Re: Clarification concerning security of testing on a laptop
I'm not sure where you got this idea. Testing does not get security
updates like Stable does, but I don't believe I would categorize the
running of Testing as "horrendously insecure".
First up, I'm running testing on my laptop & want some clarification
regarding how secure this is. I know it is not monitored in any way for
security problems & as such security problems are not fixed on it -
however stable is no good to me since my laptop won't boot any 2.4
kernels, and I like/need to use fairly up-to-date software.
What I don't understand is why it is so horrendously insecure to run
Assuming the fix makes it into the next version that gets into Testing,
that's pretty much correct.
- as I understand it when a vulnerability is found, a new
version of the program is normally released which fixes the problem.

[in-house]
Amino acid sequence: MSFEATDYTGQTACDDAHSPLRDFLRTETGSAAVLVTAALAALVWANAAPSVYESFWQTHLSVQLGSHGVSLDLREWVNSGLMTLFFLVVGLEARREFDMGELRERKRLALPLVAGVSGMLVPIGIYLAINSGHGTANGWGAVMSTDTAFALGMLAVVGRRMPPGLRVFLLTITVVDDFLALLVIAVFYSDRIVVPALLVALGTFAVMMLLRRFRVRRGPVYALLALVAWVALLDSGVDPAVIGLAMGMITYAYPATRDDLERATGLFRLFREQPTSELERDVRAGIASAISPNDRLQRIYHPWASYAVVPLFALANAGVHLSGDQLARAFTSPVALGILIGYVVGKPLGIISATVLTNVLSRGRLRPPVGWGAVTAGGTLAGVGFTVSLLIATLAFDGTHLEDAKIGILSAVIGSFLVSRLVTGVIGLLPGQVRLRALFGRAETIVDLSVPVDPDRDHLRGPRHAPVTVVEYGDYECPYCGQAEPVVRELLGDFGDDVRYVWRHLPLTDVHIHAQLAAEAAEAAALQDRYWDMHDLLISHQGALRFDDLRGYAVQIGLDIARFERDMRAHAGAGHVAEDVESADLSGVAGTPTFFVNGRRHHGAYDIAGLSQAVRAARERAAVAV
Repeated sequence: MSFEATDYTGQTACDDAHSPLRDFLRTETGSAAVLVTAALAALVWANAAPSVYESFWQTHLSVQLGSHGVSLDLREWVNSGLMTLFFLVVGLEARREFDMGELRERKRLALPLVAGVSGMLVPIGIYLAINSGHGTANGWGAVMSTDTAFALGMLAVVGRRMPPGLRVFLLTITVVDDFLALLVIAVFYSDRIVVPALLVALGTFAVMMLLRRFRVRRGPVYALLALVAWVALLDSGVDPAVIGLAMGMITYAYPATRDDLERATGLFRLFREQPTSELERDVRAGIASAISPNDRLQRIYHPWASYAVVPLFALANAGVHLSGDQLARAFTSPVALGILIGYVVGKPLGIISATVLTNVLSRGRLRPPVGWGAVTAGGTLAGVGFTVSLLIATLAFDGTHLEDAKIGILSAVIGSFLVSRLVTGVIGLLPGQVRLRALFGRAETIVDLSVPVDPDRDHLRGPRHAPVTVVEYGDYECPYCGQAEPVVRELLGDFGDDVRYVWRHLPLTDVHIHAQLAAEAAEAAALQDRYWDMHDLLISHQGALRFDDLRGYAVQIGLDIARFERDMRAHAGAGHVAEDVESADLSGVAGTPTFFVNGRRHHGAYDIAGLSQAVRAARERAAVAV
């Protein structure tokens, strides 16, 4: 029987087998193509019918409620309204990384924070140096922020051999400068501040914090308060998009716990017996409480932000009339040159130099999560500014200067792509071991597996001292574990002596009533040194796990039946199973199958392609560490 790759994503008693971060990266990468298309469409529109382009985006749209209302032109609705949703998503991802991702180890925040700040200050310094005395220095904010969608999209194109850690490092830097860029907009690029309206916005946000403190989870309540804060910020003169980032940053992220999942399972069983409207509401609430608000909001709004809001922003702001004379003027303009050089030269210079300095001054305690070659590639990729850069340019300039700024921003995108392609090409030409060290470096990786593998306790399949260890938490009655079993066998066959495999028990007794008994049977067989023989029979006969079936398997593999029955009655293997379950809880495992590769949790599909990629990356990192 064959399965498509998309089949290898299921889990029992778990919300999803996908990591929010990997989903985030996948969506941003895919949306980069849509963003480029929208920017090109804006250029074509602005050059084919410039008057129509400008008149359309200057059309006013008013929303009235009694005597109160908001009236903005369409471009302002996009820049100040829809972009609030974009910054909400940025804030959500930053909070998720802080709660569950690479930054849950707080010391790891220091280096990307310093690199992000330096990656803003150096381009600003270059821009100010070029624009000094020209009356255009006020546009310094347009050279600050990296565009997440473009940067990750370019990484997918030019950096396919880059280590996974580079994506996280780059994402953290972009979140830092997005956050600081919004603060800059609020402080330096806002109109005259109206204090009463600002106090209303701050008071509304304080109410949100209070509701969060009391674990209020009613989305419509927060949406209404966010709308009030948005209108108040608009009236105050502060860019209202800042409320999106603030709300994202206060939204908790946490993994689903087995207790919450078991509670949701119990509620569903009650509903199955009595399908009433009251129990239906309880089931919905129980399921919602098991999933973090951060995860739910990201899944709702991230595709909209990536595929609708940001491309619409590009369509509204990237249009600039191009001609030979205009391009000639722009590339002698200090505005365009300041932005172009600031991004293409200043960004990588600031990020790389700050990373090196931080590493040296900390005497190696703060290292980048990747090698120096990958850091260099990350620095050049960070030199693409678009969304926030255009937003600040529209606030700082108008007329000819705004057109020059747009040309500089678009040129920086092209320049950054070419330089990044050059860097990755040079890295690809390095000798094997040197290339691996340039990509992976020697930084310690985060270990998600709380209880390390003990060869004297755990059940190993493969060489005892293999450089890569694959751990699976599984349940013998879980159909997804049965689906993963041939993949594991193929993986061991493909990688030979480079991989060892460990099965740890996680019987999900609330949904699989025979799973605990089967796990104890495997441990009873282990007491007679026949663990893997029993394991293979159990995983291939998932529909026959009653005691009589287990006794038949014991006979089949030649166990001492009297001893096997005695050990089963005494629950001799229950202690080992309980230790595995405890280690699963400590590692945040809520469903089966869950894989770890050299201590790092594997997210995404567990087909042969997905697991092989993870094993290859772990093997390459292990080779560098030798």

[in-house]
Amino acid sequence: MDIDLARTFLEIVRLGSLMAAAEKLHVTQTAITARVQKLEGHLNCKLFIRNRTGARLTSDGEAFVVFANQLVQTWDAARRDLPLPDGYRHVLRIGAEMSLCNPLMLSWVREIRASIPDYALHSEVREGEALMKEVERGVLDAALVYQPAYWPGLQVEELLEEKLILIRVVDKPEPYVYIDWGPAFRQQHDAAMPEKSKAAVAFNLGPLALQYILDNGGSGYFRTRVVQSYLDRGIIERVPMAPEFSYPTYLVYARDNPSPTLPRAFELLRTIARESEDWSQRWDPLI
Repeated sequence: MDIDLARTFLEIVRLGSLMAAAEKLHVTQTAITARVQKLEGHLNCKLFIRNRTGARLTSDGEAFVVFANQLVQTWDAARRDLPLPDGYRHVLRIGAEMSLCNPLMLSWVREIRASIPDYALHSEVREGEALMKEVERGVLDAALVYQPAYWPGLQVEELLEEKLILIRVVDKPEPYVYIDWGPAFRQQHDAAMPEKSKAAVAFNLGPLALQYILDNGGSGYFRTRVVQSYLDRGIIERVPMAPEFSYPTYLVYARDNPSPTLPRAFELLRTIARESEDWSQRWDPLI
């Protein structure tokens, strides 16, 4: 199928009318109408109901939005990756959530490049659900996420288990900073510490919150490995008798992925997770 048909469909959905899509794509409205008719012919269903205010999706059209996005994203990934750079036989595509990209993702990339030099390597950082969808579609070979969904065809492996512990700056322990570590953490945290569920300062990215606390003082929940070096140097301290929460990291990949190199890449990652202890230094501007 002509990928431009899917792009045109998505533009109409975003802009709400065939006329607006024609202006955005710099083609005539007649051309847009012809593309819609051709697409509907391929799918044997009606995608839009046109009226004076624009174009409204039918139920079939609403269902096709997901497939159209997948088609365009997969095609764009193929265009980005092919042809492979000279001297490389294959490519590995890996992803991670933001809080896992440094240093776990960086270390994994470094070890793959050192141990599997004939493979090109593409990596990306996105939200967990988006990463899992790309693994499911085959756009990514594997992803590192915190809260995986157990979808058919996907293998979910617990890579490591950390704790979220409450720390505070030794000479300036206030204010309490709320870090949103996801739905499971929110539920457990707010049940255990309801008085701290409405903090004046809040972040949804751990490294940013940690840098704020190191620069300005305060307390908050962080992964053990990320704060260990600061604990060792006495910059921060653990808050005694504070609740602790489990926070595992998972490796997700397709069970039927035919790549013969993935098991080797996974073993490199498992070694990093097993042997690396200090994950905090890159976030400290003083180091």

This new version is built by the debian team & put into unstable and
then after a bit (do I remember reading somewhere that it used to take
10 days but is now more like 2?) migrates into testing. Surely that
means the longest you're likely to be vulnerable is 10 days?
My personal opinion? Skip Testing and go straight to Sid. You have more
chance of breakage (although it's been very rare in my experience (about
3 years now)), but said breakage also tends to get fixed within hours
instead of 10 days. Same for vulnerabilities. As soon as a vulnerability
is found, if the developer/maintainer of that package is on the ball,
the fix will be in Sid very quickly, perhaps even before it makes it
into Stable. You also get newer toys to play with.
I appreciate this is useless for a server, and you've no recourse if you
then get hacked as a result of running vulnerable software, but I don't
see that it is a matter of being totally vulnerable. Surely it's a
matter of being vulerable for a few days longer than if you were running
stable - something that I would be willing to live with if it let me run
debian on my laptop with up-to-date software.